CodeIgniter is a powerful object-oriented PHP framework that Nathaniel introduced me too. It saves a lot of time and pain by structuring your PHP-based application in a logical way while providing you the tools you need to easily render forms, safely access databases, and much more with minimal code. It also utilizes the popular Model-View-Controller (MVC) design, commonly seen in Java Enterprise and ASP.

Trademark of Code Igniter

Trademark of CodeIgniter

Unfortunately, CodeIgniter may not run nicely with certain configurations of PHP and non-Apache web servers due to the handling of the PATH_INFO variable (common diagnosis is only being able to hit your index page, no matter what the URL is). The following sets up PHP and Abyss Web Server to handle this issue.

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Posted by: Josh | December 2, 2008

School is eating all my spare cycles

First of all I’d like to state that this blog hasn’t been abandoned – I’ve just been overwhelmed recently with assignments, school projects and finals. It’s also introduced me to developing rich client applications/plug-ins on the Eclipse framework (see these tutorials from Eclipsecon 2005, old, but still very relevant) and sparked some interest in AspectJ and aspect-oriented programming.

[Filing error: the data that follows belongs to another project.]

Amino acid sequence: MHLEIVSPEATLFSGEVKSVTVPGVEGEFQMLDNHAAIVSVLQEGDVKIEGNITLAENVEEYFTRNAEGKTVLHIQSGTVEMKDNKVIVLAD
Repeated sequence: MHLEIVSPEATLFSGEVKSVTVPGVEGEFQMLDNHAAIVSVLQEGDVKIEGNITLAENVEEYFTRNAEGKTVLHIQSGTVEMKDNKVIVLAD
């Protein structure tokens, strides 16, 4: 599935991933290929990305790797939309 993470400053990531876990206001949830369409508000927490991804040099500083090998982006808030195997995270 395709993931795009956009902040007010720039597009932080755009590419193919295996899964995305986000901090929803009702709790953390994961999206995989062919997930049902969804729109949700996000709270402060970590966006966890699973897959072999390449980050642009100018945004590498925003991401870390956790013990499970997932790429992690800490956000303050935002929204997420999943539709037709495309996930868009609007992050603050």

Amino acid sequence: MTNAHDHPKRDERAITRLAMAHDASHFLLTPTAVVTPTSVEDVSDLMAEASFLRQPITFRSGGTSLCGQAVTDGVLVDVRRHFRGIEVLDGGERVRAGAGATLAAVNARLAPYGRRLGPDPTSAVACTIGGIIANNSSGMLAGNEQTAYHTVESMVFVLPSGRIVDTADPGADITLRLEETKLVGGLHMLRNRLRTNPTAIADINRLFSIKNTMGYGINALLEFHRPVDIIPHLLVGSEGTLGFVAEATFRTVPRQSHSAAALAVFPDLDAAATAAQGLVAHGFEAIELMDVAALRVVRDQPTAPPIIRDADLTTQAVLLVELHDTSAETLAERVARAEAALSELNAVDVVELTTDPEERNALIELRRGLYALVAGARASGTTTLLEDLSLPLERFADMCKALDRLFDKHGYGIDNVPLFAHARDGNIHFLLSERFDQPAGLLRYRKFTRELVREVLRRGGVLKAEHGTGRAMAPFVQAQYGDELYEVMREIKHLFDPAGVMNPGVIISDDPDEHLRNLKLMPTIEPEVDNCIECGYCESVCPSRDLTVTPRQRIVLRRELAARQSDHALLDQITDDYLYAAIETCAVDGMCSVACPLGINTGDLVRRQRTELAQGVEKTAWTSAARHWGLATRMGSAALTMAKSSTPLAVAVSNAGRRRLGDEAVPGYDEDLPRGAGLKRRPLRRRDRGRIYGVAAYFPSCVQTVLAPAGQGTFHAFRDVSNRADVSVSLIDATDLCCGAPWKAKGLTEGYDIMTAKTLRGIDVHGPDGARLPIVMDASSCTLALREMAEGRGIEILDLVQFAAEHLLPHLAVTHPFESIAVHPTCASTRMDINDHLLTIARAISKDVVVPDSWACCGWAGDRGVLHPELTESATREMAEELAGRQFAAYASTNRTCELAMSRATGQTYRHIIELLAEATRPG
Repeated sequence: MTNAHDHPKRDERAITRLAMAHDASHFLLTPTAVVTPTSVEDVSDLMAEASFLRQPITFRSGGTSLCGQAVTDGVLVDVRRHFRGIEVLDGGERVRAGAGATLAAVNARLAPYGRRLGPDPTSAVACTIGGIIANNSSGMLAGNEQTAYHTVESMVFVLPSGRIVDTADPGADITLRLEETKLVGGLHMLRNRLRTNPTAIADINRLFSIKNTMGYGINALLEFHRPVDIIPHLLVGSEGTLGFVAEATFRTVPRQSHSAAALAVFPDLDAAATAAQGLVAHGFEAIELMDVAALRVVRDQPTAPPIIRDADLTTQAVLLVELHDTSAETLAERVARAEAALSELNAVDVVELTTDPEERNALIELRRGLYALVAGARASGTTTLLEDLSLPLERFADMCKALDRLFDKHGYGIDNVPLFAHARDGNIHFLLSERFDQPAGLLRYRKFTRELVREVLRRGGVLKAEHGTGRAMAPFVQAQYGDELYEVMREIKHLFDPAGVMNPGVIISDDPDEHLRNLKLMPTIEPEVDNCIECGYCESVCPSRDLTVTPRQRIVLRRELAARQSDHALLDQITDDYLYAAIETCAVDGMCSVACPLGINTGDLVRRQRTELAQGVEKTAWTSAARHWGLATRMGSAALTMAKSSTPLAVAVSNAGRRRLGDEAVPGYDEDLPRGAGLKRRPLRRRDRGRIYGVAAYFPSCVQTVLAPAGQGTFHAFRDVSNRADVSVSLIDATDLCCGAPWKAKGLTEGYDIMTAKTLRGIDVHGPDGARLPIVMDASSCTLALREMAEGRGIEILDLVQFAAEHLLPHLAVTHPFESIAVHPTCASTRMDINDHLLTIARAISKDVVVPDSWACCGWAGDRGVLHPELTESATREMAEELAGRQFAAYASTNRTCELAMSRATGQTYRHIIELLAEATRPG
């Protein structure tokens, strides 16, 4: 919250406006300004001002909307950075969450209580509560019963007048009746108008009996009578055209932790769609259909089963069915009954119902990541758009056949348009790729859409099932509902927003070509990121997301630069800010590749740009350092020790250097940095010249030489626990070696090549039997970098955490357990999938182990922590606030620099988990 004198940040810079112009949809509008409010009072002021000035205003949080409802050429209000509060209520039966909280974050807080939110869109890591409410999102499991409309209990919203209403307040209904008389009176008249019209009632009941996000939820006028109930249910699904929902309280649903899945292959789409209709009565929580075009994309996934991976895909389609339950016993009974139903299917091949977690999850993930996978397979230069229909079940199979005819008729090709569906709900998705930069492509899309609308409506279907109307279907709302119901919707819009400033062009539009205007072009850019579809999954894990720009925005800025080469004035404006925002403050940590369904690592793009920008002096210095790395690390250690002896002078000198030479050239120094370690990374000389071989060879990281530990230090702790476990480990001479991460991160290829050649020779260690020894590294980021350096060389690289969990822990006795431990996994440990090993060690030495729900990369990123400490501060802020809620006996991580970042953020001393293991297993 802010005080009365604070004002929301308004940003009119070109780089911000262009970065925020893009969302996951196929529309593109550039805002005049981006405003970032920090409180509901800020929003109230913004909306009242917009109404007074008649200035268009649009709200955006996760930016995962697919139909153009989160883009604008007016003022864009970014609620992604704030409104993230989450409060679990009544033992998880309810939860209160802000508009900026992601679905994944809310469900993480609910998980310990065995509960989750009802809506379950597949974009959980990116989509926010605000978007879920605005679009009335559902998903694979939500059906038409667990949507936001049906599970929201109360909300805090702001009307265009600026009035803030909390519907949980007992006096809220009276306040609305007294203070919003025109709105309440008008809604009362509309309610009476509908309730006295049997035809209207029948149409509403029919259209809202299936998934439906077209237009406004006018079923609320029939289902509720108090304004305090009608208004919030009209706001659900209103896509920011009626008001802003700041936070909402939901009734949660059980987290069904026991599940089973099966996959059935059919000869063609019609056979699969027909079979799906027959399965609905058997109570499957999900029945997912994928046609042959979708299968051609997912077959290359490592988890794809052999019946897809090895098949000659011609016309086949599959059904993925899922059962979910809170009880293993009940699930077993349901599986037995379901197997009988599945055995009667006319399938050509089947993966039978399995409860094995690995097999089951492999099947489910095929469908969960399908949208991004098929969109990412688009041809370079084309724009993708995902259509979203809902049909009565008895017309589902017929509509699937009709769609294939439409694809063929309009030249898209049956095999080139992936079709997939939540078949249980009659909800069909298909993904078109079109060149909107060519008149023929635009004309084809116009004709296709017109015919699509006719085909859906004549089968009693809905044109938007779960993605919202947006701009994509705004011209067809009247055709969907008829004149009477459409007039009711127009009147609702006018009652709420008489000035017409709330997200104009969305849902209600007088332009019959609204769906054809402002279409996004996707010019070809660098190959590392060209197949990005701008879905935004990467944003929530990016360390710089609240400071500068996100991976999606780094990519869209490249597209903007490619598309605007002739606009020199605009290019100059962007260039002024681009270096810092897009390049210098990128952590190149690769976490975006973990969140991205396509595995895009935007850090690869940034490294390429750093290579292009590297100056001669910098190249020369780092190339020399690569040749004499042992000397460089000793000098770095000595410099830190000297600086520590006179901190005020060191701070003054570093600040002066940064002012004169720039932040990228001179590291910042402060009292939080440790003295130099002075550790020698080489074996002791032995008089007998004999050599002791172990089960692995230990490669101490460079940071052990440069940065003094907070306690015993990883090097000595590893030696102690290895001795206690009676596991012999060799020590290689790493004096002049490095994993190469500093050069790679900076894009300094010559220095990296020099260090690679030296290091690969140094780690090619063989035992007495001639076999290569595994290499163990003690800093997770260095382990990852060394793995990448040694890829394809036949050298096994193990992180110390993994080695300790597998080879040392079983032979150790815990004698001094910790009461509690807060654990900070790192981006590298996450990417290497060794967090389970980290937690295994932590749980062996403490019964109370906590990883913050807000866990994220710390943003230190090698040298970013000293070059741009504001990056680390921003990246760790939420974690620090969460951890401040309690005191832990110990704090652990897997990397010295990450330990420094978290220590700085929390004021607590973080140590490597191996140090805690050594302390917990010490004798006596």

Trademark of the Eclipse Foundation

Trademark of the Eclipse Foundation

For those of you that aren’t familiar with Eclipse, it’s well known as a Java-based development environment for software development after starting as a project within IBM. WIth Eclipse’s RCP and plug-in development tools, you can develop and deploy your own application on top of the Eclipse application framework.

Left, the Eclipse Java Development Environment developing a rich client application; right, the rich client application running the Eclipse framework

Left, the Eclipse Java Development Environment developing a rich client application; right, the rich client application running the Eclipse framework